Star Trek: Picard recast the Borg Queen, but Lower Decks stuck with the original

Star Trek: Lower Decks Season 2
Create Your Own Eberron D&D Adventures @ Dungeon Masters Guild

There’s a new Borg Queen coming to TV, but not if the animated series Star Trek: Lower Decks has anything to say about it …

In Lower Decks Episode 208, “I, Excretus,” a consultant arrives on the U.S.S. Cerritos to run drills that require the lower deckers and bridge crew to swap duties. As part of this assignment, they take part in a raft of competitive holodeck “minigames” that find them dropped into familiar situations from across all eras of Star Trek. For example, the original series episode “The Naked Time” and its Next Generation follow-up “The Naked Now” — about an infection that spreads throughout the crew, erasing their inhibitions — gets replayed with the virtual Cerritos crew and finally, shall we say, delivers on the “naked” nomenclature in a pretty graphic way.

Aside from being a great example of the potential Lower Decks has for boldly exploring the Final Frontier from perspectives different from where any other medium has been able to go before, this plot device can also revisit adversaries like the Borg for Starfleet training and evaluation purposes. It’s something some crew members definitely take to more enthusiastically than others, as they struggle to get a perfect score before realizing their future depends on them being their mediocre selves …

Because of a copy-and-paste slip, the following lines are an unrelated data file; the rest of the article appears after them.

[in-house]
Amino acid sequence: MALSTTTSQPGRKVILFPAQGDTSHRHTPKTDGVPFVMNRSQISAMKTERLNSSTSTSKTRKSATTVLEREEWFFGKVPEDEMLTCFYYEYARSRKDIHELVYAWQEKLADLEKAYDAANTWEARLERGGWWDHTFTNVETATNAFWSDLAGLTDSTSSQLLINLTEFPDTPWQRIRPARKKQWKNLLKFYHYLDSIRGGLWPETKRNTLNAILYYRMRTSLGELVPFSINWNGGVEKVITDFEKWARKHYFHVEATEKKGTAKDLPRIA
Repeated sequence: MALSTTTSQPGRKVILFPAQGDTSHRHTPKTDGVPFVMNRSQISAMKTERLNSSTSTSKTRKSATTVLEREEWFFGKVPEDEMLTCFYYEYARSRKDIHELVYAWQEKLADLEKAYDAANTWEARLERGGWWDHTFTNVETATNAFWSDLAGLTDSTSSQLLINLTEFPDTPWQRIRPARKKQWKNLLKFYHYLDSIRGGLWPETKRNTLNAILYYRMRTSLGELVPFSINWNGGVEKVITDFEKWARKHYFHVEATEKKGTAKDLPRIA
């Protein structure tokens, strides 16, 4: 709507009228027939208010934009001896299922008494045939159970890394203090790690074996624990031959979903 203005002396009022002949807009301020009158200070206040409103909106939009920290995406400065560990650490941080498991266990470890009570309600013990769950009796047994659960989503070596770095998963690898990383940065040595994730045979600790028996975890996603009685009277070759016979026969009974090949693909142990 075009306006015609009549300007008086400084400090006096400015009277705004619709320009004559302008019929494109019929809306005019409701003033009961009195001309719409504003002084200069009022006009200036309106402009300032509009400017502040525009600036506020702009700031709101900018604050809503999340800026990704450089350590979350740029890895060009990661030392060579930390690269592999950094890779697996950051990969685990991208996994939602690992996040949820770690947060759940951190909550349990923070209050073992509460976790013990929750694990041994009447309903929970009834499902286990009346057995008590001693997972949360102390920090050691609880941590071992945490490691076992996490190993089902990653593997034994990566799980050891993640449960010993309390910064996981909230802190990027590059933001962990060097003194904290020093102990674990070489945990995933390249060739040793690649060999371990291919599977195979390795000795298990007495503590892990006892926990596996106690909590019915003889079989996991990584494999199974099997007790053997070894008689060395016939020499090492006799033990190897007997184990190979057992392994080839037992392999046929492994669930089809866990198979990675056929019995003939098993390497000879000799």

As announced earlier this month at Star Trek Day, Annie Wersching will play the Borg Queen in next year’s second season of the live-action Paramount+ series Star Trek: Picard. This after the role was defined in 1996’s Star Trek: First Contact feature film by Alice Krige, then it became Susanna Thompson’s in 2000’s Star Trek: Voyager two-part episode “Unimatrix Zero” before Krige took it up again in 2001’s VOY series finale “Endgame.”

But the creators and characters of Lower Decks have shown us already that they’re unrepentant fans of old-school Trek, and so they brought Krige back to once again play she who is “the beginning, the end, the one who is many.”

Maybe the actress wasn’t interested in returning in live action, or the timing just didn’t work out (I refuse to believe incapable, as much makeup and special effects are involved in the Borg Queen costume already), but at least we get to enjoy her dulcet, despotic tones in this form one more time.

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About the author

Jayson Peters

Digital, social and print media pro. Nerdvana's founder, curator and editor.

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